“As we celebrate your International Day, I would like to speak directly to all of you who live with any condition of disability, to tell you that the Church loves you and needs each of you for the fulfilment of her mission at the service of the Gospel.” (Pope Francis during his message on the occasion of the International Day of Persons with Disabilities)
In order to promote integration and access to economic, social and political life for people with disabilities, in 1992 the United Nations proclaimed an International Day of Persons with Disabilities on 3rd December.
This world day is also the ideal opportunity to reaffirm certain basic principles, too often forgotten: “All human beings are born free and equal in dignity and rights”. Respect for this dignity due to each person, able-bodied or not, implies the recognition of fundamental rights such as education or access to work.
Lourdes and disability
In Lourdes, the sick and those with disabilities have always come first from the very start of the miracles, because the sick came “to drink at the spring and wash themselves there.”
The OCH (Christian Office for People with Disabilities) within the Sanctuary, has a reception centre “where everyone finds a listening ear, compassion, and support, with a little light of hope to continue their journey…“. The people who are there to listen at the OCH are a gift from God. Because all the volunteers draw from deep within their souls this jewel that is their attention which they offer to the people who are welcomed there.
Enrique Alarcón, general director of FRATER ESPAÑA and member of the secular apostolate of the diocese of Albacete (one of the people invited by the Pope to work on the Synod as a disabled person), during the congress of Spanish hospitality in Albacete (20th – 23rd October, 2022), appealing to all those who wish to serve the sick and disabled, when he said to the Hospitallers present at the meeting, “You, Hospitallers with your faith, you can give people with an illness or disability a chance. And in doing so, you give life to these sick people “who cannot move”, so that they have the opportunity to regain physical health but above all holistic health. You have a great responsibility!”
At the same time, he warned them against paternalism. “Be careful! When we look at sick or disabled people, we often fall into the trap of only seeing what they lack according to our own criteria… And this means we often forget the people themselves! They are deprived of an active participation in their own rehabilitation and liberation. They become the object, not the subject with whom we must work cooperatively.”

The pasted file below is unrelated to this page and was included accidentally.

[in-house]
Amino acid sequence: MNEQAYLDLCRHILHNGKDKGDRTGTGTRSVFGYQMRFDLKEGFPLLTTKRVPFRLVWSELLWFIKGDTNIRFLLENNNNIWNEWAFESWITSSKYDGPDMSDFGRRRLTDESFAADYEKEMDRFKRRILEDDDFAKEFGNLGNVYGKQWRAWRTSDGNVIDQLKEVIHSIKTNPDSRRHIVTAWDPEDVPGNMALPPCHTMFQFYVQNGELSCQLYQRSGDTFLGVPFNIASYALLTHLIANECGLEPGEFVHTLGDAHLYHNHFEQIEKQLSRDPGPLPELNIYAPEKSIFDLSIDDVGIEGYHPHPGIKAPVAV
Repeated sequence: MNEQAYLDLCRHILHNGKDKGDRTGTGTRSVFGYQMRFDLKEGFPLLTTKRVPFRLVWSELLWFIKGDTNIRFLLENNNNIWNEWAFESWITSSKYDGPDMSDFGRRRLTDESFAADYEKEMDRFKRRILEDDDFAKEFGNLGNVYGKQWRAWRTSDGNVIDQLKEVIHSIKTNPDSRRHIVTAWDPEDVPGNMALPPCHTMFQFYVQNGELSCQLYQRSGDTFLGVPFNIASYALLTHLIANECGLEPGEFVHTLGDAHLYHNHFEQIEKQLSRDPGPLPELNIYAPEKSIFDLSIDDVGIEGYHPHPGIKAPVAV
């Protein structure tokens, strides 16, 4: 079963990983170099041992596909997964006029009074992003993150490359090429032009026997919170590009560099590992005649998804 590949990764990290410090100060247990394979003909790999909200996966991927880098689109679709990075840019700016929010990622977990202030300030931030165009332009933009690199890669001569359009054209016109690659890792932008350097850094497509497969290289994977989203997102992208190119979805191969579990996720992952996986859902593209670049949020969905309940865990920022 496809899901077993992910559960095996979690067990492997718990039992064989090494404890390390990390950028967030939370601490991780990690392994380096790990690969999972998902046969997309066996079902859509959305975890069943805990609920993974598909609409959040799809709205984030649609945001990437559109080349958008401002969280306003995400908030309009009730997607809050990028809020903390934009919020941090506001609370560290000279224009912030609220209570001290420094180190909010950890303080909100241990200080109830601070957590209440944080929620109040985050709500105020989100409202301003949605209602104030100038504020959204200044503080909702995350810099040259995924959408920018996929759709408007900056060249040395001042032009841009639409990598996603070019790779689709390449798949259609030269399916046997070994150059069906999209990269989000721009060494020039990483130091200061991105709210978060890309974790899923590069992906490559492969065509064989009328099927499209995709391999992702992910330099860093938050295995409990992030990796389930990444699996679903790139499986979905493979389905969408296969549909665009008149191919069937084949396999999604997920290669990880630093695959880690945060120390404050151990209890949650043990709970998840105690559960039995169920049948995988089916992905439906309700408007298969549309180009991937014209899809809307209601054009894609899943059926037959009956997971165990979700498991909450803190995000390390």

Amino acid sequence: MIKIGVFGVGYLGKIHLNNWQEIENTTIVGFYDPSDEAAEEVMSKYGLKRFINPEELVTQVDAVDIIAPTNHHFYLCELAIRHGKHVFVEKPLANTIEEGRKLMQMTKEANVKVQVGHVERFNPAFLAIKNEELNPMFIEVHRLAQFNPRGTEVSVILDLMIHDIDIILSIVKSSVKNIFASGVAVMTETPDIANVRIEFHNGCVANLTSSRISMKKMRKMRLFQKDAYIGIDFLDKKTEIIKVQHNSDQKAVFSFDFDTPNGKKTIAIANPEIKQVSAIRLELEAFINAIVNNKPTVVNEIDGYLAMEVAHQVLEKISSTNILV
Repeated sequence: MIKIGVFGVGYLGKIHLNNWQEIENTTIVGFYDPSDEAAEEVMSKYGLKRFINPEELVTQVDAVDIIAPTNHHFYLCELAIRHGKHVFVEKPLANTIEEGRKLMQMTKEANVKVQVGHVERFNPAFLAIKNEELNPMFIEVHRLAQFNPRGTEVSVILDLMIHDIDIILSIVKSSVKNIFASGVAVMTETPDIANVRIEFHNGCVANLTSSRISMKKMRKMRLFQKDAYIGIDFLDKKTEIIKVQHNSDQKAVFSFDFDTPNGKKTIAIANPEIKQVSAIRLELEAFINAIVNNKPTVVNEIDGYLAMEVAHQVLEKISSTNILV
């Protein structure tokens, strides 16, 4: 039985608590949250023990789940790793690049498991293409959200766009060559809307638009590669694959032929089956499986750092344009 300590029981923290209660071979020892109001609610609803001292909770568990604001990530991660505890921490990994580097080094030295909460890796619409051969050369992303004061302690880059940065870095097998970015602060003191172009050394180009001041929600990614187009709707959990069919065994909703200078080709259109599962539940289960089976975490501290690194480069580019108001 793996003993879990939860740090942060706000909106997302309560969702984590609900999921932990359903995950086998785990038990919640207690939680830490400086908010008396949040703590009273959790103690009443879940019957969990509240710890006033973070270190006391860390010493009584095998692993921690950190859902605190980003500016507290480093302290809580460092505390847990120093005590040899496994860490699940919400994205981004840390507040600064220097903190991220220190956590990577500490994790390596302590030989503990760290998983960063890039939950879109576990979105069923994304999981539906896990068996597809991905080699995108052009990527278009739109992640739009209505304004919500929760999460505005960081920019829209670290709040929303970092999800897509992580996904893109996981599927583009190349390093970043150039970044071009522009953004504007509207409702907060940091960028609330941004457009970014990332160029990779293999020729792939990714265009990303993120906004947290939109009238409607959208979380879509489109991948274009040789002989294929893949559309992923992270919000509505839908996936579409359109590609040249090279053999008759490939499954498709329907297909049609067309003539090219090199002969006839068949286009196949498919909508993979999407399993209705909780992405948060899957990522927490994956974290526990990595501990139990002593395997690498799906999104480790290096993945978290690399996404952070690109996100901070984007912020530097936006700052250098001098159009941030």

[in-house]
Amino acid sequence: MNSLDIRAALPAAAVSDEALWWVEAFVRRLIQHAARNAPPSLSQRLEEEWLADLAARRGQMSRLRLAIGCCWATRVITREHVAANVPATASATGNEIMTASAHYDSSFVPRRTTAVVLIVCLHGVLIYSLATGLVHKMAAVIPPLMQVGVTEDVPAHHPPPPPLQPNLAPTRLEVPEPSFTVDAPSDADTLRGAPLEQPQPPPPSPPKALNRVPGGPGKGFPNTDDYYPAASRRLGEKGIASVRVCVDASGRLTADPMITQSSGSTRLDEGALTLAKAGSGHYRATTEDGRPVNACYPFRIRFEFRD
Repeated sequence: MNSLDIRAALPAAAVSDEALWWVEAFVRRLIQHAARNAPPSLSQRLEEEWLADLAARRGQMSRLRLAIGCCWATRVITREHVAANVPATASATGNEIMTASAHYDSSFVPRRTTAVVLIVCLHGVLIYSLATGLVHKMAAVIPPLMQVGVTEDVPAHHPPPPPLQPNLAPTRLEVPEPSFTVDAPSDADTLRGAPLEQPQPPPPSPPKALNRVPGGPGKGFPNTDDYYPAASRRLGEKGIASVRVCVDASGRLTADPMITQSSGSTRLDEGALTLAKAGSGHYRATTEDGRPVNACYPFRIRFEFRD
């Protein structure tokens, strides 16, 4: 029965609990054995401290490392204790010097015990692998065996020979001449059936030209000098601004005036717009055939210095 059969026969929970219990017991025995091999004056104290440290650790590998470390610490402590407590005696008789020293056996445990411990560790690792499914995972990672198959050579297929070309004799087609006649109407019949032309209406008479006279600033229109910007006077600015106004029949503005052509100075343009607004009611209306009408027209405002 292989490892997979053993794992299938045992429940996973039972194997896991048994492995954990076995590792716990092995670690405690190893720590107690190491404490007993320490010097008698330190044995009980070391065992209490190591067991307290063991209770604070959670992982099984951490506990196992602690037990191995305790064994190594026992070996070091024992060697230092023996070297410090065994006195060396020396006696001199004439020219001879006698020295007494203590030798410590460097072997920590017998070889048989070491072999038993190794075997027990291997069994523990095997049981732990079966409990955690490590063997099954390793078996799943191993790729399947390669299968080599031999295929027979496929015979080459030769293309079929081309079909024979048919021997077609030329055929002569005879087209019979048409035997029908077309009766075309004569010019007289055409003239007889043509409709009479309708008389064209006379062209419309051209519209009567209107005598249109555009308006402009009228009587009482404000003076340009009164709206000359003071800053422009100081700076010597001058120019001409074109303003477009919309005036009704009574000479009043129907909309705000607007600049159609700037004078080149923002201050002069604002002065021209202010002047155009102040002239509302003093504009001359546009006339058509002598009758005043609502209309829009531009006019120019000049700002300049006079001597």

“The Church is our home”
People with disabilities form one of the most vulnerable groups in the world today. In November 2017, the World Health Organisation published some key facts to promote an understanding of their reality and a move towards their full inclusion. In the world, more than 1 billion people live with some form of physical, organic, sensory, cognitive (intellectual) or mental disability. They represent about 15% of the world’s population.
“Baptism makes each one of us a full-fledged member of the Church community, so that all of us, without exclusion or discrimination, can say, “I am Church!” The Church is truly your home! We, all of us together, are Church because Jesus chose to be our friend. The Church – and this is something we need to learn more and more in the synodal process we have begun – “is not a community of people who are perfect, but a community of disciples on a journey, who follow the Lord because they know they are sinners and in need of his forgiveness” (Catechesis, 13th April 2016). (Pope Francis during his message on the occasion of the International Day of Persons with Disabilities)
DISABILITY IN THE SYNOD
Last May, the Dicastery for Laity, Family and Life, in agreement with the General Secretariat of the Synod, invited some of the disabled faithful to participate actively in the synodal journey by contributing through an open dialogue with the Holy See. These people were from across the five continents, representing episcopal conferences and international associations, many of whom had already taken part in synodal consultations with their dioceses. On Wednesday, 21st September, people with disabilities, who had gathered in Rome, met with Pope Francis to present him with some of the fruits of their labour over the previous months.